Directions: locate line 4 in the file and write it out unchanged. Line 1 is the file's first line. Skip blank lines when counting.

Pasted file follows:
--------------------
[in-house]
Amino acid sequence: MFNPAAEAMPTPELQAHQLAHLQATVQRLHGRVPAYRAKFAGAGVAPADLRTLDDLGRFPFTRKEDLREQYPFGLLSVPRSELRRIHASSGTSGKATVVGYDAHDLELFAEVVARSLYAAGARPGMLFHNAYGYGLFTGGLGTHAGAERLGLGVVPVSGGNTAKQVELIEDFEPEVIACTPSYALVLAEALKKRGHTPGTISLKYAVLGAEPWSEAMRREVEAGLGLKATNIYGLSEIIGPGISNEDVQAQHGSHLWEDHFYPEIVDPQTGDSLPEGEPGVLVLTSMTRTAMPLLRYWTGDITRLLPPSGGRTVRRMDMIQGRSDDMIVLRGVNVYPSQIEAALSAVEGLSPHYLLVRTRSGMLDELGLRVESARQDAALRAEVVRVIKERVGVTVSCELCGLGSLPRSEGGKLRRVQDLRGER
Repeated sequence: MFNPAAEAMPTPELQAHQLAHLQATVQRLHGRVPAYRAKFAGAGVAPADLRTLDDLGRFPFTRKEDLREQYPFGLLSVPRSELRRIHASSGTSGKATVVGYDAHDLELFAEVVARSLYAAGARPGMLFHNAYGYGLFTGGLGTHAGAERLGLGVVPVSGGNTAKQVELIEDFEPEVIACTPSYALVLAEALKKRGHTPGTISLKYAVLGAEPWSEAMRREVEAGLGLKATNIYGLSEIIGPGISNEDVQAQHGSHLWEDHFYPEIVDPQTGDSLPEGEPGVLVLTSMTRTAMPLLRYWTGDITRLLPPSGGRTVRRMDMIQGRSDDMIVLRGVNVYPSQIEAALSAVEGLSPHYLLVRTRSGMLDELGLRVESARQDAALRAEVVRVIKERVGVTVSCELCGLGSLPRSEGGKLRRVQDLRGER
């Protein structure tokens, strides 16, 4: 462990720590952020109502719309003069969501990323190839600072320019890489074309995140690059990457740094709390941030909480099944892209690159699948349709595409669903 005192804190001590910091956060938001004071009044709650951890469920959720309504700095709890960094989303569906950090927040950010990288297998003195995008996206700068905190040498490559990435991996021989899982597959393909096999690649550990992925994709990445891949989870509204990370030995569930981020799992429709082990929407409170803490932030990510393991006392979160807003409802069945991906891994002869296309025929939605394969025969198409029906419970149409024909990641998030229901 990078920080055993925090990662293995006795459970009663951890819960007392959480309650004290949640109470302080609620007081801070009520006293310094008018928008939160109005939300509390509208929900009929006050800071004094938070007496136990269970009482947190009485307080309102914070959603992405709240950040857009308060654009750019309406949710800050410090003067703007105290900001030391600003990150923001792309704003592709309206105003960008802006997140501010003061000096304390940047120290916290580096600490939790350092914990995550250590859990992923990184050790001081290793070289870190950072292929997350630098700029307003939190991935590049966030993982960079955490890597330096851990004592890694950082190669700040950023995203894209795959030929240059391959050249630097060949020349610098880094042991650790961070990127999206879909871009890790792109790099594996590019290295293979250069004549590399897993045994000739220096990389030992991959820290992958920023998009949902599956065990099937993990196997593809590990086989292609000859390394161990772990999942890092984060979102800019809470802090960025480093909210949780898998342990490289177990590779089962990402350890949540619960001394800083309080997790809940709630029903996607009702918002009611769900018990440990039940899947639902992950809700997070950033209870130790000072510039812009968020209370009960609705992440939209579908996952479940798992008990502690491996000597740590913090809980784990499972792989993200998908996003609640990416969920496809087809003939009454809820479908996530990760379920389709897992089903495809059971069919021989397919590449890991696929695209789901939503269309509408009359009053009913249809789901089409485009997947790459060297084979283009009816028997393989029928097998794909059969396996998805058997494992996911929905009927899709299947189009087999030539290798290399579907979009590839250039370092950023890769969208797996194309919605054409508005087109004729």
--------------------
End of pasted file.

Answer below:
């Protein structure tokens, strides 16, 4: 462990720590952020109502719309003069969501990323190839600072320019890489074309995140690059990457740094709390941030909480099944892209690159699948349709595409669903 005192804190001590910091956060938001004071009044709650951890469920959720309504700095709890960094989303569906950090927040950010990288297998003195995008996206700068905190040498490559990435991996021989899982597959393909096999690649550990992925994709990445891949989870509204990370030995569930981020799992429709082990929407409170803490932030990510393991006392979160807003409802069945991906891994002869296309025929939605394969025969198409029906419970149409024909990641998030229901 990078920080055993925090990662293995006795459970009663951890819960007392959480309650004290949640109470302080609620007081801070009520006293310094008018928008939160109005939300509390509208929900009929006050800071004094938070007496136990269970009482947190009485307080309102914070959603992405709240950040857009308060654009750019309406949710800050410090003067703007105290900001030391600003990150923001792309704003592709309206105003960008802006997140501010003061000096304390940047120290916290580096600490939790350092914990995550250590859990992923990184050790001081290793070289870190950072292929997350630098700029307003939190991935590049966030993982960079955490890597330096851990004592890694950082190669700040950023995203894209795959030929240059391959050249630097060949020349610098880094042991650790961070990127999206879909871009890790792109790099594996590019290295293979250069004549590399897993045994000739220096990389030992991959820290992958920023998009949902599956065990099937993990196997593809590990086989292609000859390394161990772990999942890092984060979102800019809470802090960025480093909210949780898998342990490289177990590779089962990402350890949540619960001394800083309080997790809940709630029903996607009702918002009611769900018990440990039940899947639902992950809700997070950033209870130790000072510039812009968020209370009960609705992440939209579908996952479940798992008990502690491996000597740590913090809980784990499972792989993200998908996003609640990416969920496809087809003939009454809820479908996530990760379920389709897992089903495809059971069919021989397919590449890991696929695209789901939503269309509408009359009053009913249809789901089409485009997947790459060297084979283009009816028997393989029928097998794909059969396996998805058997494992996911929905009927899709299947189009087999030539290798290399579907979009590839250039370092950023890769969208797996194309919605054409508005087109004729």